Philosophy and Film
Dr. Bill Myers, HC 222, 226-4868, email@example.com
Online syllabus: http://csunx4.bsc.edu/bmyers/int12.htm
Classroom: HC 007
Course Description and Objectives:
On the most general level, this course is an introduction to philosophy, utilizing both film and traditional texts. We will be making connections between the visual and imaginative features of film, and the traditional ideas of the history of philosophy. One of the intended outcomes of this course (in addition to the simple introduction to philosophy) is that we will become more media and visually literate. This kind of course and the thinking that it fosters requires us to say much more than "I like that" or "I don't like that." We are taking works of film and plumbing their depths to a greater degree than most of us have done. There is the added bonus that visual representations often make the normally and sometimes abstract problems of philosophy more real. That is, the narrative structure of the movies embodies the problems into real stories. Hopefully, we will then see that philosophy is not simply abstract mind-games, but it deals with real life problems.
Meditations on First Philosophy, by Rene Descartes
The Republic, by Plato
Utilitarianism, by John Stuart Mill
Foundations for the Metaphysics of Morals, by Immanuel Kant
A handout or two.
Response papers: 30%
Final paper: 40%
Argument summaries: 10%
Participation and attendance: 20%
The syllabus notes four chances for you to turn in a short paper. You will be required to submit a short paper on two of these occasions, any two of your choosing. The papers will serve as a basis for class discussion. They should be about 3 pages long, word-processed and double-spaced, 12 point, Times New Roman. The focus of your paper should be on relating the philosophical readings with the issues raised in the movies. A tight, focused paper is preferred.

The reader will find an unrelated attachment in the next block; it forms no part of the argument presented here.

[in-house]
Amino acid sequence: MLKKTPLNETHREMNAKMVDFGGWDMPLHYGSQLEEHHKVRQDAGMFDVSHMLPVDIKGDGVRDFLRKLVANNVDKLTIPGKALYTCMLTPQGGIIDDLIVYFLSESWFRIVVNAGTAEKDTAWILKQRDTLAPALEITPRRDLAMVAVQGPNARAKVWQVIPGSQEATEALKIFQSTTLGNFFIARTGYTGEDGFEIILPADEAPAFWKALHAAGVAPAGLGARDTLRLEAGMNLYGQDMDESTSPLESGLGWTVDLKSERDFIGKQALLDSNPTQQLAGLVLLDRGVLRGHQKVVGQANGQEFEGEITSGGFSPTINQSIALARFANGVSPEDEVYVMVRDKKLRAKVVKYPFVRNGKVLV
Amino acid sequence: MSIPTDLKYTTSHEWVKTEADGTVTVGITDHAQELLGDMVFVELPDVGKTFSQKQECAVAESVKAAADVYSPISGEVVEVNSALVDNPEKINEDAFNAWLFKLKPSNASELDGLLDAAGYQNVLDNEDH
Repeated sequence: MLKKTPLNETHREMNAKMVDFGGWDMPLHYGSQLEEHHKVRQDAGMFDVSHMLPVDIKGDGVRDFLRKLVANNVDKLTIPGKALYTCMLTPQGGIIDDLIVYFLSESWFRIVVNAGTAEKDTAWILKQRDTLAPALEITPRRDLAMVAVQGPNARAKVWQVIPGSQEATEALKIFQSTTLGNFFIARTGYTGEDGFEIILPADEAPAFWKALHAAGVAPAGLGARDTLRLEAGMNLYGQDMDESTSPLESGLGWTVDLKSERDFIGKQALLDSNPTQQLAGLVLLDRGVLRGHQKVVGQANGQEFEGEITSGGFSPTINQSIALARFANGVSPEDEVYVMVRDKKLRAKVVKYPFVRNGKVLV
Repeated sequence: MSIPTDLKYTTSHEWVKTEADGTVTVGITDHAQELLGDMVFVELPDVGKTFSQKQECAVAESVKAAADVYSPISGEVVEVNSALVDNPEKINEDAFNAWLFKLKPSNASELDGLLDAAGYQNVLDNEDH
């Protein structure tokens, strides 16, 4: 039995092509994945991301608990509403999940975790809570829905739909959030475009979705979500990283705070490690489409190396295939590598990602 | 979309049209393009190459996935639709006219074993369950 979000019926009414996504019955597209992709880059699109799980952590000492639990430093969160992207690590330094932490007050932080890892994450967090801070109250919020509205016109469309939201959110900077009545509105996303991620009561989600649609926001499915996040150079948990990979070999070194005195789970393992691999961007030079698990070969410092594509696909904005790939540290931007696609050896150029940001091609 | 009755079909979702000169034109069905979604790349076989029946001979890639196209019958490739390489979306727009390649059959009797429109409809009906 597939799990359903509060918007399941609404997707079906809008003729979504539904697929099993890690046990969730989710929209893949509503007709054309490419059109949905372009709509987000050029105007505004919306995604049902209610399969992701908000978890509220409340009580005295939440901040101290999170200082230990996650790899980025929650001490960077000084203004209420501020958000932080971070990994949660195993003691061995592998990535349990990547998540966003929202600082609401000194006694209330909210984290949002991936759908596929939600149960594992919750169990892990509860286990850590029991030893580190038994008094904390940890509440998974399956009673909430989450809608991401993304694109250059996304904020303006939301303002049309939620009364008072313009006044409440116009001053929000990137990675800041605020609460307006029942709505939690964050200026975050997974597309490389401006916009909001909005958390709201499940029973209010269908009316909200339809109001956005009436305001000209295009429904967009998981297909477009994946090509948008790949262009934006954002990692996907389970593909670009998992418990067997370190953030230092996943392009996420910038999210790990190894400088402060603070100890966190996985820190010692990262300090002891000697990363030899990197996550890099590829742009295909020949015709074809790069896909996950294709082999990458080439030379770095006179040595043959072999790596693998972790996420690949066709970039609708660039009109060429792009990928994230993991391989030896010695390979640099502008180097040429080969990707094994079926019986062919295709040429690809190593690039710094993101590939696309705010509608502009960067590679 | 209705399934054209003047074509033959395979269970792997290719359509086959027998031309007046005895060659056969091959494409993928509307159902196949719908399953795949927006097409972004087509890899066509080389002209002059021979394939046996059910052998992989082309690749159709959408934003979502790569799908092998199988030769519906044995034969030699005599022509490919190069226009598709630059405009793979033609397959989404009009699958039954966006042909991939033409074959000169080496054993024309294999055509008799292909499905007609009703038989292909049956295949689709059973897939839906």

Your long paper should be 8-10 pages in length. In this paper, you are to explore in depth either one of our movies and the relevant philosophical issues raised in it or you may explore some issue that is raised in two or more of the movies. I will provide some further guidelines once the semester begins. See my web page for a handout on writing philosophy papers.
For each class period where we have a reading assignment, you are to bring with you to class a short summary of what you take to be the author's main point or argument. These need to be only about a page long. If there are two readings for the class, you should do a slightly shorter summary of each.
ATTENDANCE AND PARTICIPATION:
I will take attendance at each class period. This is the kind of course that requires attendance at all of the meetings. Absences will affect this part of your grade, and if you miss more than 3 meetings, you will fail the class. It is also important that we start class on time. Habitual tardiness is irresponsible, rude, and disruptive. To discourage it, the student's final course grade will be reduced by one point for each instance of tardiness beyond the first two instances. No excuses will be accepted. You have two—use them judiciously.
Three rules for the sake of courtesy: First, eating is not allowed in HC classrooms. Don’t bring food to class. Second, turn off your cell phone when you come to class. If I hear your cell phone ring, vibrate, or otherwise make its presence known, you will be immediately dismissed from class and counted absent for that day. Third, no electronic devices of any kind are to be used during class. This includes laptop computers.
All work at
TENTATIVE CLASS SCHEDULE:
Tues, 1/3 What is philosophy?
Wed, 1/4 What is a person? Descartes (10:00)
Afternoon viewing (1:00): Blade Runner
Thurs, 1/5 Discussion (10:00)
Afternoon (1:00): Why be just and moral?
Reading: Plato's Republic, Book I, pp. 1-31
Friday, 1/6 Short paper day—first chance. Turn it in at my office or email it by 2:00.
Mon, 1/9 Afternoon viewing (1:00): Goodfellas
Tues, 1/10 Discussion (1:00).
Wed, 1/11 Morality: What makes right actions right? (10:00) (Short paper day—2nd chance.)
Readings: Utilitarianism, by John Stuart Mill, Chapters One and Two (pp. 1-26); “The Categorical Imperative,” by Immanuel Kant (pp. 7-17 and top 25-37).
Afternoon viewing (1:00): Do the Right Thing
Thurs, 1/12 Discussion (1:00).
Fri, 1/13 Short paper day—third chance. Turn it in at my office by 2:00—slide it under my door or email it to me.
Tues, 1/17 (10:00) Issue: Existentialism
Reading: "Existentialism is a Humanism" (Moodle) by Jean Paul Sartre
Afternoon viewing (1:00): Crimes and Misdemeanors
Wed, 1/18 (10:00) Discussion
Afternoon viewing (1:00): Being There
Thurs, 1/19 Discussion (1:00).
Fri, 1/21 Short paper day—fourth chance. Turn it in at my office by 2:00—slide it under my door.
Fri, 1/27 Long papers due in my office by 2:00.